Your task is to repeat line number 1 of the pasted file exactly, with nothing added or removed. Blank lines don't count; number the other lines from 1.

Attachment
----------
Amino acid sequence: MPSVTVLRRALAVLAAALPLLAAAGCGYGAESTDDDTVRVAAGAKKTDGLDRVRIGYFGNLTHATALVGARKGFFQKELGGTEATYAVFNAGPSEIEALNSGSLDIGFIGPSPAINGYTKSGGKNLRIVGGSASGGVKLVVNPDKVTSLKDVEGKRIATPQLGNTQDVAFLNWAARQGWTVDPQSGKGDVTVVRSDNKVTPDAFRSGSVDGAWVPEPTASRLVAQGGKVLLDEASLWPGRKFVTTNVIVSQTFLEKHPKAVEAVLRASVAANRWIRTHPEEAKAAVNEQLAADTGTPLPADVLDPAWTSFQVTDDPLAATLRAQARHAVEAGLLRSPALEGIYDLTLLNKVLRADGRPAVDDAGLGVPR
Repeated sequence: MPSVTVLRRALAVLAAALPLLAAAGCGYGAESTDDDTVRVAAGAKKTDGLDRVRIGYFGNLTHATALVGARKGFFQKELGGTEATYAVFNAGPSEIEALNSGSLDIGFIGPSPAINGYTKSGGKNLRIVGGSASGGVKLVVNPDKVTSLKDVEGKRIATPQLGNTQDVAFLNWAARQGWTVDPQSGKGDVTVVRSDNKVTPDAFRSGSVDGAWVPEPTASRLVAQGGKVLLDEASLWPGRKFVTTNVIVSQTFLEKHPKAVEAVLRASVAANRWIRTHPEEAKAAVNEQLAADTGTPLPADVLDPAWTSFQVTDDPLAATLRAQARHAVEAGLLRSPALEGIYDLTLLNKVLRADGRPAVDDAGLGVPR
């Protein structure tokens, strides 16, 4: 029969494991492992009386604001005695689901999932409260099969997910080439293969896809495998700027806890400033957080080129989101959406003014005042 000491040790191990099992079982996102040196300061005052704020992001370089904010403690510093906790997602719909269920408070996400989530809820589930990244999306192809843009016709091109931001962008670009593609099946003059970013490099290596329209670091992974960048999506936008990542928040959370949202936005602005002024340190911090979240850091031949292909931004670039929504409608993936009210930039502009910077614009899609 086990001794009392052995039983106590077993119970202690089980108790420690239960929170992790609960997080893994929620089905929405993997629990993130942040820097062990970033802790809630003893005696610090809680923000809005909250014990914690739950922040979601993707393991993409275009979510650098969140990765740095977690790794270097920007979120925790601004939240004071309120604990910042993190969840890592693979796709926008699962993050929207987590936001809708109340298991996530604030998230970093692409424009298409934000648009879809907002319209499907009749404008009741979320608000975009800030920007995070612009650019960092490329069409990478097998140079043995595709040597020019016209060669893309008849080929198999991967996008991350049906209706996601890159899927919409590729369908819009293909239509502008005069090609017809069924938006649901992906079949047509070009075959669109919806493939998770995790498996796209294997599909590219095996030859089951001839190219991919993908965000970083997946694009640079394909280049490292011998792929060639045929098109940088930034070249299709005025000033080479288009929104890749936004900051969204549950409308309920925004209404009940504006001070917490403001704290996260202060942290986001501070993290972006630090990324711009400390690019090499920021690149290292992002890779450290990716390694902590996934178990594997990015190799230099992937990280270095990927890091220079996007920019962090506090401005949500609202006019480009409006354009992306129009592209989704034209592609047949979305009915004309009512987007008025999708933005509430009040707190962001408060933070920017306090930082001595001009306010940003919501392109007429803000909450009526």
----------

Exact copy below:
Amino acid sequence: MPSVTVLRRALAVLAAALPLLAAAGCGYGAESTDDDTVRVAAGAKKTDGLDRVRIGYFGNLTHATALVGARKGFFQKELGGTEATYAVFNAGPSEIEALNSGSLDIGFIGPSPAINGYTKSGGKNLRIVGGSASGGVKLVVNPDKVTSLKDVEGKRIATPQLGNTQDVAFLNWAARQGWTVDPQSGKGDVTVVRSDNKVTPDAFRSGSVDGAWVPEPTASRLVAQGGKVLLDEASLWPGRKFVTTNVIVSQTFLEKHPKAVEAVLRASVAANRWIRTHPEEAKAAVNEQLAADTGTPLPADVLDPAWTSFQVTDDPLAATLRAQARHAVEAGLLRSPALEGIYDLTLLNKVLRADGRPAVDDAGLGVPR